“The outstanding college education I received has carried me every day since. More importantly, it put my children on paths to pursue their dreams. That is the impact of a college education."
Neil D. Theobald is like many Temple Owls. Born to working-class parents, he was the first in his family to attend college and could only afford his education because of a scholarship funded by philanthropic donors.
Today Theobald is succinct in stating his goals for Temple: making Temple a model of affordable, accessible excellence in higher education and helping Philadelphia emerge as a force in the global economy.
Since Theobald became Temple’s 10th president on Jan. 1, 2013, he has powered the university to several milestones:
- the most academically qualified and diverse new students in Temple history
- Temple’s highest-ever ranking in U.S. News & World Report’s Best Colleges (no. 121 among national universities)
- a double-digit increase in research awards to $230 million
- record-breaking philanthropic support two years in a row
Under Theobald’s leadership, Temple has emerged as an innovative leader in public higher education. His initiatives include
- hiring more than 110 tenure and tenure-track faculty members, a new provost, six new deans and four new vice presidents.
- introducing a decentralized budget model to cut costs and improve efficiency.
- launching Visualize Temple, a comprehensive campus plan that will transform the university.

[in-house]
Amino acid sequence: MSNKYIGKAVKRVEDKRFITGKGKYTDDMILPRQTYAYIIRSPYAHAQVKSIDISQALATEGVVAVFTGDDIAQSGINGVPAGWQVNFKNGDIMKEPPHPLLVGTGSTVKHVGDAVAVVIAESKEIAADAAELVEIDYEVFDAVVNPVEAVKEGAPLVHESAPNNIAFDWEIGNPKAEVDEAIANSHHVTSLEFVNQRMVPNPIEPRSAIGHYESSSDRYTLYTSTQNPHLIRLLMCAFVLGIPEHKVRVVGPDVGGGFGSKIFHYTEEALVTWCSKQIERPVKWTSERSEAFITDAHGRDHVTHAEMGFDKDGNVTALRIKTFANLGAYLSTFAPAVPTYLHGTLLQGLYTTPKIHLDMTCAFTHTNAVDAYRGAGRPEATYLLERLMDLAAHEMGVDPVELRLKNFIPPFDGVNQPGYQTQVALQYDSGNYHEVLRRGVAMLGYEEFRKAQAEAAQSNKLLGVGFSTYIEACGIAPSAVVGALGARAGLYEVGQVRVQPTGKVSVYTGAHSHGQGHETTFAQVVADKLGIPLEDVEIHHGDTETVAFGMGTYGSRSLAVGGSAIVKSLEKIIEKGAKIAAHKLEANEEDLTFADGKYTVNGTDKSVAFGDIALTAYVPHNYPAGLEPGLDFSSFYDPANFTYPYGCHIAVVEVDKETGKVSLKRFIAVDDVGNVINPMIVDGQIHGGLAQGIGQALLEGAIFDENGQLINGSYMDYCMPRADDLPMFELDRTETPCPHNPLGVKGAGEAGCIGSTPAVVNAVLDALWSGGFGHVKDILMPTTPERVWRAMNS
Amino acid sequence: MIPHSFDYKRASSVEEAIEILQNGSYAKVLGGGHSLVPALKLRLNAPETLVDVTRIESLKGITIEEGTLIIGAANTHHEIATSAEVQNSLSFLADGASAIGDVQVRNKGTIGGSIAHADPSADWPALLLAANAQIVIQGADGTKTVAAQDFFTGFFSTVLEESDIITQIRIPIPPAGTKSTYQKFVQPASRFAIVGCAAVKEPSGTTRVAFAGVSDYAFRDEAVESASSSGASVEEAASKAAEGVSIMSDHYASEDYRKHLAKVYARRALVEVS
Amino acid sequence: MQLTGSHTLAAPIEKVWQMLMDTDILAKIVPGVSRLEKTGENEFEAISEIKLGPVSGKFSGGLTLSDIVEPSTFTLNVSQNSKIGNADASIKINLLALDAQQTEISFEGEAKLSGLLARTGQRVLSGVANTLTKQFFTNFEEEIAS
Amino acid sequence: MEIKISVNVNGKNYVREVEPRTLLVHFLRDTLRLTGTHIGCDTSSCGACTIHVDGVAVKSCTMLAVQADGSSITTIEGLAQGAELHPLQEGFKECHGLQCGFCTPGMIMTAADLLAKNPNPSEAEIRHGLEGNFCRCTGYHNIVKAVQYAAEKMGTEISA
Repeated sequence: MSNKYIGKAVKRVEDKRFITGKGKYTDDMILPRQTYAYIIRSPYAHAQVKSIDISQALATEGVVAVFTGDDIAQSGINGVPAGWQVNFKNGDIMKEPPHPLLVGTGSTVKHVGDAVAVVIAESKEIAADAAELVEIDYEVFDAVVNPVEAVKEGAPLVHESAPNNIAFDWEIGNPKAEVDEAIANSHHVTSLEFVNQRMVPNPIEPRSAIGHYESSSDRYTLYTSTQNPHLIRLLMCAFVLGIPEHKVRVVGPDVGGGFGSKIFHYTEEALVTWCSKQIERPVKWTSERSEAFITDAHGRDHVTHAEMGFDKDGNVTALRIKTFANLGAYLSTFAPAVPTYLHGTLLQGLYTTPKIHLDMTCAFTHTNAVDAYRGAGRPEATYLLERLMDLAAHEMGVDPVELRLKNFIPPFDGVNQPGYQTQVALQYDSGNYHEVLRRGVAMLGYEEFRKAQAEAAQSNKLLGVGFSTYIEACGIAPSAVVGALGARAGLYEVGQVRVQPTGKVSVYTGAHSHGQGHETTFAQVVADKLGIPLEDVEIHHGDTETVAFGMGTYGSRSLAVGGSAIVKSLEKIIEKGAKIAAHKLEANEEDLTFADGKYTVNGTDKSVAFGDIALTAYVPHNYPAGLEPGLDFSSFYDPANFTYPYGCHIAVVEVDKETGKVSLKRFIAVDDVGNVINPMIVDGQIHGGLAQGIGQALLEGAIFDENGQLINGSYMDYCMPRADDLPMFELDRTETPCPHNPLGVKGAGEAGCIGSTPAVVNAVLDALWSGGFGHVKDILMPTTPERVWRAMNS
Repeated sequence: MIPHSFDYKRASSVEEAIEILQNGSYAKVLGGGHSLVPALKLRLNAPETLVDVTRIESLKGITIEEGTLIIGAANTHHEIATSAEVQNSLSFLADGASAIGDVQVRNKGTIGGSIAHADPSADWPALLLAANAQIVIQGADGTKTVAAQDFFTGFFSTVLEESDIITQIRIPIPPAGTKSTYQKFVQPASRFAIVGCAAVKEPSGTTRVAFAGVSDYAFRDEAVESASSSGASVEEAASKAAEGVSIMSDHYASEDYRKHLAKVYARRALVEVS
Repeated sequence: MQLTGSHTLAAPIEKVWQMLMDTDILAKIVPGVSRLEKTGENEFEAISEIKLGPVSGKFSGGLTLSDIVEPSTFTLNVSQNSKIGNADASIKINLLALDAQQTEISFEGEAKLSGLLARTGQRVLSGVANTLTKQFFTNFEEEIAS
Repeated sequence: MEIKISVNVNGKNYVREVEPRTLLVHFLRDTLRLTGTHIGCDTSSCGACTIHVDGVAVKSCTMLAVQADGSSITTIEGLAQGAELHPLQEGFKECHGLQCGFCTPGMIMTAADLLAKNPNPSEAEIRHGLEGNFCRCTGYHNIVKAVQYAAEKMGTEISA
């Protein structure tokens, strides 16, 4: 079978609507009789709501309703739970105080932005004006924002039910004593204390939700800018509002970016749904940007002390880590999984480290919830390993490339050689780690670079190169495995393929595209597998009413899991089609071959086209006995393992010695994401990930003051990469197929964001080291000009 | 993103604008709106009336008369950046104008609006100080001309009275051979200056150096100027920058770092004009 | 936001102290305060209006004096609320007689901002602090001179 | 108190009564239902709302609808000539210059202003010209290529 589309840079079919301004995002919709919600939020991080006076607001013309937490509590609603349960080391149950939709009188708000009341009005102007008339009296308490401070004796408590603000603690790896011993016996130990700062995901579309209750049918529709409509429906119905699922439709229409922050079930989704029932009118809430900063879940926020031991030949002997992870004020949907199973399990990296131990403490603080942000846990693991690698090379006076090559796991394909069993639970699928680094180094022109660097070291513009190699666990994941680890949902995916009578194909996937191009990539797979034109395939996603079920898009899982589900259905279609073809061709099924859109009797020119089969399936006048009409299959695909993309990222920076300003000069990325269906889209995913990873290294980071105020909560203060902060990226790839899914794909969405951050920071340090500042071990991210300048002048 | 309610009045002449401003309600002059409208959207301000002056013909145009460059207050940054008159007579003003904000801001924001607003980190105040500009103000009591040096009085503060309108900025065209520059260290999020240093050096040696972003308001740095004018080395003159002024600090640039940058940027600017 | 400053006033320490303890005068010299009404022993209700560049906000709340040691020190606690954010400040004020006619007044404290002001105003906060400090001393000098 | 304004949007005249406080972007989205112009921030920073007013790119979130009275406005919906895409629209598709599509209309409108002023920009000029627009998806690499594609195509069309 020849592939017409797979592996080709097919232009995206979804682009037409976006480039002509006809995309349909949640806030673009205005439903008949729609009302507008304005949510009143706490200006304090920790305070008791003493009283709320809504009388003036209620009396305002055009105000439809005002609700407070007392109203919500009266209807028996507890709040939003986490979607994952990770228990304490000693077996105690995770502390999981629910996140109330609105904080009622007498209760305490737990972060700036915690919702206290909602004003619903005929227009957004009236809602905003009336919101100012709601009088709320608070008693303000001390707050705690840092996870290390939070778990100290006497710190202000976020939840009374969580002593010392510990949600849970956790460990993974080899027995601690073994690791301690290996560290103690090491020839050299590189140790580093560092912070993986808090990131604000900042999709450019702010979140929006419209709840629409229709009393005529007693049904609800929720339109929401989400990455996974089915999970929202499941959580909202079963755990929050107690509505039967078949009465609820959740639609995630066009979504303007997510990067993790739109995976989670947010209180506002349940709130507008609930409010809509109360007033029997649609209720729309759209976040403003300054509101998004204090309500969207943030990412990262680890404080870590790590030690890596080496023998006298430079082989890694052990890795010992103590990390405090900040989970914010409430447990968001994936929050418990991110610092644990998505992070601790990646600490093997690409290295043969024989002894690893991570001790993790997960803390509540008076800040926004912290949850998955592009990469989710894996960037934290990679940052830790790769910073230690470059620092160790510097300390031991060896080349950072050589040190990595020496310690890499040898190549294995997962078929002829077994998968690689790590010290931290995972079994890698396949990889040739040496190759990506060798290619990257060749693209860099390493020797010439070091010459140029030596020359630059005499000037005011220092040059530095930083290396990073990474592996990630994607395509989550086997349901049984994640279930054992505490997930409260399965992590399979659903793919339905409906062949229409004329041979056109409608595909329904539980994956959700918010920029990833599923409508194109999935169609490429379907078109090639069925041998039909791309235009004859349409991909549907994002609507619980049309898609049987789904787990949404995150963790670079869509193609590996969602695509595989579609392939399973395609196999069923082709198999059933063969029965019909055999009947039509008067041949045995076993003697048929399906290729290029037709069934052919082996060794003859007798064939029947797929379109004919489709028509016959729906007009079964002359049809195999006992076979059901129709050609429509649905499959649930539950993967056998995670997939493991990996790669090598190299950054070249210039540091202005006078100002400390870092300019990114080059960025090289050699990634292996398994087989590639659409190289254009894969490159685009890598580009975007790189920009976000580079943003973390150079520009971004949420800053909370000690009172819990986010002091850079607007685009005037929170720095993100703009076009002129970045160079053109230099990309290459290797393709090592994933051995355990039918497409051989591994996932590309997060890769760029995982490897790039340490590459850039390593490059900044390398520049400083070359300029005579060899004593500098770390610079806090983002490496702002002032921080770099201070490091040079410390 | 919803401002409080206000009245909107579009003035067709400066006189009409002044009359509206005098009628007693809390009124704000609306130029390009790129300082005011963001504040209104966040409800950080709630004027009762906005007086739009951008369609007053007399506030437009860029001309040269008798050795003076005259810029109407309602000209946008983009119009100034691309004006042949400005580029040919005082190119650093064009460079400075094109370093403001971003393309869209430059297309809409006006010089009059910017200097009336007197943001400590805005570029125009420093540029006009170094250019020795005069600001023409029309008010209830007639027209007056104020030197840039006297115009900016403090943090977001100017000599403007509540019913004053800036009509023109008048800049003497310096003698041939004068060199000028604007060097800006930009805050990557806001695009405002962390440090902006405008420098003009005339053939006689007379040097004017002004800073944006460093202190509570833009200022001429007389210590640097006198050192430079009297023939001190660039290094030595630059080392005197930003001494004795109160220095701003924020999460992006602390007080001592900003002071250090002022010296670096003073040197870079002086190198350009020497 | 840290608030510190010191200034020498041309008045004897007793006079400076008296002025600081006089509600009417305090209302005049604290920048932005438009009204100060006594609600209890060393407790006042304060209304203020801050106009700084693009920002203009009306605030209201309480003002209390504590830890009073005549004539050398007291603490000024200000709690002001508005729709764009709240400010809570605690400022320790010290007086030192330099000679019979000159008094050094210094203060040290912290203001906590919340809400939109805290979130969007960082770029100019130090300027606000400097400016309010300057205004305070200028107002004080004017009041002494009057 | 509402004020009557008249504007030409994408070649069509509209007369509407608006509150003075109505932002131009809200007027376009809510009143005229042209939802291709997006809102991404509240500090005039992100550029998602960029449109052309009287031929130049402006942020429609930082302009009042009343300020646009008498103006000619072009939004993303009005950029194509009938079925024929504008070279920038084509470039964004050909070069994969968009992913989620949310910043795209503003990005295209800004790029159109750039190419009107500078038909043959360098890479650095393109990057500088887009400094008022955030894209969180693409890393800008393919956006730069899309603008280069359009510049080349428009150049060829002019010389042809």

Theobald’s signature efforts include Fly in 4, a partnership to help students take charge of their futures and limit their debt. Theobald also outlined six commitments that will energize the university.
Before arriving at Temple, Theobald had a successful career as an administrator and faculty member at Indiana University, where he became senior vice president in 2007. He also directed a research center that assisted five state governments in designing K–12 funding systems.
Theobald’s research interests in educational financing and modeling educational labor markets have led to more than $1.5 million in funded research, as well as many published articles, books and reports. He has been featured on NPR and Bloomberg News and in The Chronicle of Higher Education and other major media outlets.
Impact of a College Education
A native of Peoria, Illinois, Theobald planned to enter an electrician’s apprenticeship after high school. But donors to Trinity College in Connecticut made it possible for him to pursue higher education. He earned a bachelor’s degree in 1978 and a doctoral degree from the University of Washington in 1988.
Theobald and his wife, Sheona Mackenzie, have three adult children: Roddy, Kinnear and Mattie.